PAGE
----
Table 1: Enders reaction with acetaldehyde.a

[Graphic 1]
Entry 1 (mol %) eeb (%) Conversionc (%) Yieldc (%) Selectivityd (%)
1 20 99 91 43 48
2 10 99 95 33 35

aReaction conditions: 3 (0.5 mmol, 1 equiv), 2a (0.6 mmol, 1.2 equiv), 4 (0.525 mmol, 1.05 equiv) were added to a solution of 1 (0.05 mmol, 0.1 equiv) in toluene (0.625 M wrt limiting reagent) and allowed to stir for 24 hours at room temperature. bDetermined by chiral HPLC analysis. cCalculated by 1H NMR using triphenylmethane as an internal standard. dRatio between yield and conversion.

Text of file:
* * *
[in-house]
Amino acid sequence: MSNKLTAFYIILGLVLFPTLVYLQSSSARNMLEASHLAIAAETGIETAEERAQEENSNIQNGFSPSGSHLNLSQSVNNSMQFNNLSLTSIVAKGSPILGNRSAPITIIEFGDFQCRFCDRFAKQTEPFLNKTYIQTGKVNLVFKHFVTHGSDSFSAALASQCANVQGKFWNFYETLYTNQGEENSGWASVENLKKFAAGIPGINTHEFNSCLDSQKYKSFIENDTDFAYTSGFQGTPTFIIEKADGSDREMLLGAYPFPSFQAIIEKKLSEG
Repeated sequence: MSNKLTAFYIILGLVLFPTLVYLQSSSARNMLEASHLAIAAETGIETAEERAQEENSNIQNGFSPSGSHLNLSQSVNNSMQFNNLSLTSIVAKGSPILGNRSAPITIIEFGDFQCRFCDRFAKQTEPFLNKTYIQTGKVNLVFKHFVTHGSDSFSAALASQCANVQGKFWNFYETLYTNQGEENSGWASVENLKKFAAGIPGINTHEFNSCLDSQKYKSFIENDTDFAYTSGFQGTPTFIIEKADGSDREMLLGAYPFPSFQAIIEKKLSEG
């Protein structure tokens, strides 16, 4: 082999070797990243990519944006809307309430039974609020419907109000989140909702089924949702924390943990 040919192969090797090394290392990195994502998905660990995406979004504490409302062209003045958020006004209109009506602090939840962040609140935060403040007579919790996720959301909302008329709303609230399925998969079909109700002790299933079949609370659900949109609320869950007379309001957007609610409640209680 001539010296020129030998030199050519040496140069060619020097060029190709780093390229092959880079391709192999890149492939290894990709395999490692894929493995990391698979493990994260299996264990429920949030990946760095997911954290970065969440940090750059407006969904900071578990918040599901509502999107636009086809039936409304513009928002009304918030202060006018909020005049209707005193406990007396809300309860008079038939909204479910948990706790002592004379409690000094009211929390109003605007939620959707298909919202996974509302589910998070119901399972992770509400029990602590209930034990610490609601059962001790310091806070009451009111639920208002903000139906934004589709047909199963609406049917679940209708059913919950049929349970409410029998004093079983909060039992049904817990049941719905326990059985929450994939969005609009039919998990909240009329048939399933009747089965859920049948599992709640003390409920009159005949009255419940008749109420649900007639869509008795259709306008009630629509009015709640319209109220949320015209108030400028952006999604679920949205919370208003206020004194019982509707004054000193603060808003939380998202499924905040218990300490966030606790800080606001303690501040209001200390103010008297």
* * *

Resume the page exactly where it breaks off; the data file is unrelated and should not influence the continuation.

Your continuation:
Based on the results obtained (Table 1, entry 2) and the reaction conditions developed in our previous work [17], we tried to introduce 6 as an acetaldehyde equivalent, adding water in the reaction system and Amberlyst-15 as a catalyst to accelerate the hydrolysis process (Scheme 2).


Scheme 2: Acetaldehyde dimethyl acetal (6) as an acetaldehyde surrogate to effect a triple organocatalytic cascade reaction.